Ankita, Maharashtra, India
The moon shone in the lonely sky, the ground below was pitch dark. Branches of trees swayed wildly in the midnight wind. Suddenly two pinholes of yellow light came slowly into focus, enlarging bit by bit revealing two headlights of a speeding car. Such was the atmosphere on that winter night when we were traveling just after a burial of my father's friend.
The ghats of Raigad along with this kind of weather proved a perfect setting for a ghost story, my sister said. My entire family was switching on and off through bouts of sleepiness. Suddenly, the car hit something and we all jumped. The wind coming through the windows became more intense. Also a loud howl from the jungle gave us the creeps. As we sat huddled together, we passed a dry waterfall, when I thought I saw something move towards the car. Suddenly the driver screeched to a halt. All at once a hand banged the window, we all screamed. It turned out to be a weeping old woman with her hair all over her face. She asked us for a lift to the next small village .Though initially declining, we finally took her in. My mother asked her what she was doing at this hour in such a lonely place. She said that she was going to get medicine for her ill grandson. We all felt sorry for her and my mother began to ask her other questions. As I looked into her face through her curtain of hair, I noticed something strange...HER EYES WERE MISSING!!! I felt a chill run down my spine. Suddenly my eyes fell on the side mirror and my mouth went dry. Everybody's reflection could be seen in that except the woman's. I ordered the driver to halt at once and ordered the woman to get down. She began to plead, while my mother began to scold me.Then thankfully my father noticed my behavior and asked the lady to go. No sooner had she stepped out when my father locked the car doors and windows.The driver was asked to speed away quickly.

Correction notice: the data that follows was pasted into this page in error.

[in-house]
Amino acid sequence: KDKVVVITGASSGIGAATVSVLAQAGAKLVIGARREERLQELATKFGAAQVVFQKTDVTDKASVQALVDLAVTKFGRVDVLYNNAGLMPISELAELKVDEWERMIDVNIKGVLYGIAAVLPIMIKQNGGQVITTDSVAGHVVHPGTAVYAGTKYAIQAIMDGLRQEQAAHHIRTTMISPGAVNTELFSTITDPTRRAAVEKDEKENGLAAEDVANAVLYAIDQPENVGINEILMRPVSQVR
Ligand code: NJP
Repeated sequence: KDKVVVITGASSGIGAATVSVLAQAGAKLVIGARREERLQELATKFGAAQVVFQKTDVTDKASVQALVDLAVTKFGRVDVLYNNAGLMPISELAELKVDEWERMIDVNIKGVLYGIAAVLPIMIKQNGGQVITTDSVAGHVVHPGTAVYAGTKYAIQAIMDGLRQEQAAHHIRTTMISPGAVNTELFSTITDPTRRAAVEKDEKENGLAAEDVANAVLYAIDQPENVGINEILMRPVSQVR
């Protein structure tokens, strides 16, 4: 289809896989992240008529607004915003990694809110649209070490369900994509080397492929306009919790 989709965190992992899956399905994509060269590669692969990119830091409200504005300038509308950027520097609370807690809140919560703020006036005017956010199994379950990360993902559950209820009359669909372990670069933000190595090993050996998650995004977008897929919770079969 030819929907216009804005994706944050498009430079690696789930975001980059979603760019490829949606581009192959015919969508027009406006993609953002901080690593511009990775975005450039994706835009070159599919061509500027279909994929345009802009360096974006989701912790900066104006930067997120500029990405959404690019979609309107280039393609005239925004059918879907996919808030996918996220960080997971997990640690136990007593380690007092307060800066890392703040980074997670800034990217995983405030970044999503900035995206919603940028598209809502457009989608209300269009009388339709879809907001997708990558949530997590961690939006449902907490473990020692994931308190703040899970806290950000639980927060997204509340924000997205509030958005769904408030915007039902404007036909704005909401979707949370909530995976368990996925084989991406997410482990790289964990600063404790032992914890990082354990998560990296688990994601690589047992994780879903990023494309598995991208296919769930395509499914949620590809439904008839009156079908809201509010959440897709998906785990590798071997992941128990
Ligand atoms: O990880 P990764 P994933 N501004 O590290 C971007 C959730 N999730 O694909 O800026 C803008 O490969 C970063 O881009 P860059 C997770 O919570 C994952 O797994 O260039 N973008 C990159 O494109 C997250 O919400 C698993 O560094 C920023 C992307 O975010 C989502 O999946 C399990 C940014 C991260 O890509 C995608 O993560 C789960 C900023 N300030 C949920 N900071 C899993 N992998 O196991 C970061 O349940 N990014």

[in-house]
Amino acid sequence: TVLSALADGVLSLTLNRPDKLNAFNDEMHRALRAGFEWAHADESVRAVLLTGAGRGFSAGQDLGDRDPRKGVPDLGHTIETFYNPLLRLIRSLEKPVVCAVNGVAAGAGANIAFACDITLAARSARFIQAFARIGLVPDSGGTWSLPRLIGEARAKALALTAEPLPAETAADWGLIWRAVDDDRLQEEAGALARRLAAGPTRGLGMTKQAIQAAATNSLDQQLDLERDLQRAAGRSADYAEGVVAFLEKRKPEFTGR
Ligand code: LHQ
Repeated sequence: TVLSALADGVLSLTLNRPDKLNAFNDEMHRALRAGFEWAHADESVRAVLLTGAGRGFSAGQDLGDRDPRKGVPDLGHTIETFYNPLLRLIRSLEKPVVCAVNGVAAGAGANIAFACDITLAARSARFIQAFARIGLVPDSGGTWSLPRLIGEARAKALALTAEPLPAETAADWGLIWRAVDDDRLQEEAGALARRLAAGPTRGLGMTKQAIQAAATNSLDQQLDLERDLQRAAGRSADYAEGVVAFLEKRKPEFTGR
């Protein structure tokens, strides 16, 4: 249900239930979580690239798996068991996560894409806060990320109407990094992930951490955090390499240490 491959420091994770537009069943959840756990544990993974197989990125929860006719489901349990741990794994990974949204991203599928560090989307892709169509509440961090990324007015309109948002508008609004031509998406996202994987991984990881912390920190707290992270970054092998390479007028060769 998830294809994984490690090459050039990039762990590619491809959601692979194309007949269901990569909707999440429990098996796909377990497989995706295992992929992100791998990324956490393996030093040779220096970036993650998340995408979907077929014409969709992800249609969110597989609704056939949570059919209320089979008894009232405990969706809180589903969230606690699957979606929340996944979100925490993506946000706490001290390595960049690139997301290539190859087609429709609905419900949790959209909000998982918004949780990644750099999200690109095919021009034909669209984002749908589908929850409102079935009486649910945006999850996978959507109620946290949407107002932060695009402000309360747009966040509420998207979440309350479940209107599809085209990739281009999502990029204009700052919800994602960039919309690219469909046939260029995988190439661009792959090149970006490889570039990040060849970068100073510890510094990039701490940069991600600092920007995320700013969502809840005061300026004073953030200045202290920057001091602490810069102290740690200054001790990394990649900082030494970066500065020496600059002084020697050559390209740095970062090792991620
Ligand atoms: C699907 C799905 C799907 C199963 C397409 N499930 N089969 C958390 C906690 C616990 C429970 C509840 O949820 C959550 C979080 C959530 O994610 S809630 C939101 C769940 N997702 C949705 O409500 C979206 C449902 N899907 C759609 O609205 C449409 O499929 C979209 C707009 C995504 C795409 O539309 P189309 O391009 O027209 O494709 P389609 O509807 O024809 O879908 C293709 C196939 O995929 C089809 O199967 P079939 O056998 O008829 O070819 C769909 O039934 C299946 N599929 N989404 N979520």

My mother couldn't stop shouting at us, until I frantically turned back and shouted that she was a GHOST! But I did scream more loudly when I turned back. The old lady was running towards our car. No matter how fast we went, she kept running faster. Suddenly she caught the back door handle and began to run in line with our car. We all (including the driver) began to scream hysterically. But the lady ran on.
Suddenly she let go of the handle of the door and turned and fell into another dry waterfall with a loud scream and a dimly lit village came into view.
Our driver stopped the car in front of the first hotel to get a cup of tea for all of us. As we fetched the cups, the waiter asked us why we all looked so shaken. My father, the driver and I told the story in equal installments.The waiter became grave and told us the legend of the lady.
Some 20 years ago the same lady was seen on the road begging for a lift to get medicine for her dying grandson but no one was ready to help. Left with no option she decided to run behind the next car that came. So fast she ran that she caught the backdoor handle and ran in pace with the car. But as the car turned, she lost her balance and fell into the waterfall.
To this day, every full moon night in the winter she stops each car trying to get a lift to get medicine for a grandson who is long dead and gone with her.